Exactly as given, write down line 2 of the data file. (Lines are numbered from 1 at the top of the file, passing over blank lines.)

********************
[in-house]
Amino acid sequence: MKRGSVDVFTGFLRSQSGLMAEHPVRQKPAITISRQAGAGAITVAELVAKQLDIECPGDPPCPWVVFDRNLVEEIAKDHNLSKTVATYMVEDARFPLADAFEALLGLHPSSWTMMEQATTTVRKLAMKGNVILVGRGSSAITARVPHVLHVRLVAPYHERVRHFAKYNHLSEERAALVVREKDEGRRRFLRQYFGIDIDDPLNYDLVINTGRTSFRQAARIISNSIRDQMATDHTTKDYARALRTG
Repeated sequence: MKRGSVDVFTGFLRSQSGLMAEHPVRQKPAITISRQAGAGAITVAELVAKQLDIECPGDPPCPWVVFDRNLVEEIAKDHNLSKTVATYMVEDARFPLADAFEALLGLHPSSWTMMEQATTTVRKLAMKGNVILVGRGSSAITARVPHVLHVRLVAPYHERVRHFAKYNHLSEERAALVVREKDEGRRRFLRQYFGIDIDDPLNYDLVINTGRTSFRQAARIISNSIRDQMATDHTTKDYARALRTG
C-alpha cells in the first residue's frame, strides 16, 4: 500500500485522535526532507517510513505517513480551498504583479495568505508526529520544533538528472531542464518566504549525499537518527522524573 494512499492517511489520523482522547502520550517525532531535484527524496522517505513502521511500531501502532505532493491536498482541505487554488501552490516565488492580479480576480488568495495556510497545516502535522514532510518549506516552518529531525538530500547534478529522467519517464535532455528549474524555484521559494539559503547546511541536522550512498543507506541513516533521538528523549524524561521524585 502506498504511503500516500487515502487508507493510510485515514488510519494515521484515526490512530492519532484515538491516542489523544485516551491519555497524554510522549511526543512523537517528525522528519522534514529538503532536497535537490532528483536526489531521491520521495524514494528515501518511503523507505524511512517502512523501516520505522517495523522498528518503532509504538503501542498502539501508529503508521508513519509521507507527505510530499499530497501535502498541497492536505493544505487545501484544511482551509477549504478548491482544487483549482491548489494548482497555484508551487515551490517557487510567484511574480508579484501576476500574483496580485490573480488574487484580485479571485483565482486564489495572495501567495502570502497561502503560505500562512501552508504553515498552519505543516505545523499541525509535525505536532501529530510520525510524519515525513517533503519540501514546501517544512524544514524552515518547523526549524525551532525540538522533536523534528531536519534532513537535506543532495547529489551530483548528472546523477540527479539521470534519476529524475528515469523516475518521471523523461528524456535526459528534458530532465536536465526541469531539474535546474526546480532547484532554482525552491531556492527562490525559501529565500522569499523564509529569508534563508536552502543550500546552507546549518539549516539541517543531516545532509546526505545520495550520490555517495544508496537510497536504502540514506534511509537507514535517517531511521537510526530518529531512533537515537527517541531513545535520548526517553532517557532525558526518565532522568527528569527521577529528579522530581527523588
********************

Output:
Amino acid sequence: MKRGSVDVFTGFLRSQSGLMAEHPVRQKPAITISRQAGAGAITVAELVAKQLDIECPGDPPCPWVVFDRNLVEEIAKDHNLSKTVATYMVEDARFPLADAFEALLGLHPSSWTMMEQATTTVRKLAMKGNVILVGRGSSAITARVPHVLHVRLVAPYHERVRHFAKYNHLSEERAALVVREKDEGRRRFLRQYFGIDIDDPLNYDLVINTGRTSFRQAARIISNSIRDQMATDHTTKDYARALRTG